Values correspond to score against the post-refined map used for real-space refinement/a map filtered to local resolution.

Key resources table
Reagent type (species) or resourceDesignationSource or referenceIdentifiersAdditional information
Gene (Gallus gallus)MYO5ADe La Cruz et al., 1999Uniprot ID:Q02440Unconventional myosin-Va
Gene (Homo sapiens)MYL6B (MLC1SA)De La Cruz et al., 1999Uniprot ID:P14649Myosin light chain 6B/myosin LC 1 – slow-twitch muscle A isoform
Cell line (Spodoptera frugiperda)SF9 cellsDe La Cruz et al., 1999Insect cells, for baculovirus expression
Biological sample (Oryctolagus cuniculus)Rabbit skeletal muscle acetone powderGift from W. Linke and A. Unger (Ruhr-Universität Bochum, Germany)N/AFor purification of α-actin (Uniprot ID:P68135)
Recombinant DNA reagentpVL1392 pVL1393(plasmids)De La Cruz et al., 1999Invitrogen, V1392-20
Chemical compound, drugPhalloidin (PHD)Amanita phalloidesSigma-AldrichP2141For stabilization of aged ADP-bound F-actin
Chemical compound, drugJasplakinolide (JASP)Sigma-AldrichJ4580For stabilization of young ADP-Pi-bound F-actin
Chemical compound, drugAppNHp (AMPPNP)Jena BioscienceNU-407-10
Chemical compound, drugADPSigma-AldrichA2754
Software, algorithmTranSPHIREStabrin et al., 2020; PMID:33177513v1.4–1.5.7
Software, algorithmMotionCor2Zheng et al., 2017; PMID:28250466v1.1.0; v1.3.0; v1.2.6Within TranSPHIRE
Software, algorithmGCTFZhang, 2016; PMID:26592709v1.06Within TranSPHIRE
Software, algorithmcrYOLOWagner et al., 2020; PMID:32627734v1.2.2; v1.2.4; v1.4.1Within TranSPHIRE
Software, algorithmGPU-ISACStabrin et al., 2020; PMID:33177513v1.2 and earlierWithin TranSPHIRE
Software, algorithmCinderellaStabrin et al., 2020; PMID:33177513v0.3.1Within TranSPHIRE
Software, algorithmSPHIREMoriya et al., 2017; PMID:28570515v1.3Helical processing pipeline, including CTF refinement and signal subtraction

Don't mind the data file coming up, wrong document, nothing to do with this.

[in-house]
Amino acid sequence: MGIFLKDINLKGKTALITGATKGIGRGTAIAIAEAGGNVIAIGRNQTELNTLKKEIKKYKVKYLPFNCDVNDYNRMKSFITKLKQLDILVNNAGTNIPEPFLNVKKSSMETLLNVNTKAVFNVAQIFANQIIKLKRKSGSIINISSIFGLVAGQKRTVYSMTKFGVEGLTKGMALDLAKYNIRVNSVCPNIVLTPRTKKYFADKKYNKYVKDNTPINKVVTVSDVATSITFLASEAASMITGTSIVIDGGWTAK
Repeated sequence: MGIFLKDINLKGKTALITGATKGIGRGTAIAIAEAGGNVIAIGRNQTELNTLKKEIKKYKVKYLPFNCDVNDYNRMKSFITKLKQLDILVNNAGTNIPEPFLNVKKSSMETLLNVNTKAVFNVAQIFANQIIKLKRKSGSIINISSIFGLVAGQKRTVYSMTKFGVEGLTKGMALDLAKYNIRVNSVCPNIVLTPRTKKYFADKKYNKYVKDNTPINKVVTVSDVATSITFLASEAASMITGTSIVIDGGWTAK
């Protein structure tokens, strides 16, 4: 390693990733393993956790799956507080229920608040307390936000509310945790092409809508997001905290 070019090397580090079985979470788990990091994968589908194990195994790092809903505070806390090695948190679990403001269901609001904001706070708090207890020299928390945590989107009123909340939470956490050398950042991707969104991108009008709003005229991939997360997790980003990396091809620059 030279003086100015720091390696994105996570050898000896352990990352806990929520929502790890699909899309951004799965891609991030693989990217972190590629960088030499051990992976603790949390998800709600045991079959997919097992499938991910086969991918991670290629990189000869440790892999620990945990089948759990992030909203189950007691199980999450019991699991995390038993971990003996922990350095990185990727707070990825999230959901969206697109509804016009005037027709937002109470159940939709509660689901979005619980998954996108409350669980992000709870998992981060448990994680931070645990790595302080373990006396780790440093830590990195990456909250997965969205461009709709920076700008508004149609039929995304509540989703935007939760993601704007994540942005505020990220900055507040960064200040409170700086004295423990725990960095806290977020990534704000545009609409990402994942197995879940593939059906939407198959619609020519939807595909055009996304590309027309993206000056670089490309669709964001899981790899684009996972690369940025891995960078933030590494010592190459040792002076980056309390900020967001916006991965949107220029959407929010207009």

Software, algorithmRelionScheres, 2012; PMID:23000701v3.0.4For particle polishing and 3D classifications
Software, algorithmUCSF ChimeraPettersen et al., 2004; PMID:15264254v1.15
Software, algorithmUCSF ChimeraXGoddard et al., 2018; PMID:28710774v0.91For model building with ISOLDE
Software, algorithmISOLDECroll, 2018; PMID:29872003v1.0b4
Software, algorithmCootEmsley et al., 2010; PMID:20383002v0.8.9.2
Software, algorithmPhenixAdams et al., 2011; Afonine et al., 2018; PMID:18094468v1.17.1
Software, algorithmelBOWMoriarty et al., 2009; PMID:19770504v1.17.1Within Phenix
Software, algorithmMolProbityChen et al., 2010; PMID:20057044v1.17.1Within Phenix
Software, algorithmEMRingerBarad et al., 2015; PMID:26280328v1.17.1Within Phenix
Software, algorithmLAFTERRamlaul et al., 2019; PMID:30502495v1.1
Software, algorithmBio3dGrant et al., 2006; PMID:32734663v2.3-4Library for PCA in R
Software, algorithmDynDomHayward and Lee, 2002; PMID:12463636;http://dyndom.cmp.uea.ac.ukAccessed October 2020
Software, algorithmPDBsumLaskowski et al., 2018; PMID:28875543;https://www.ebi.ac.uk/pdbsum/Accessed November 2020
OtherCryo-EM gridsQuantifoil (QF)R2/1 300 mesh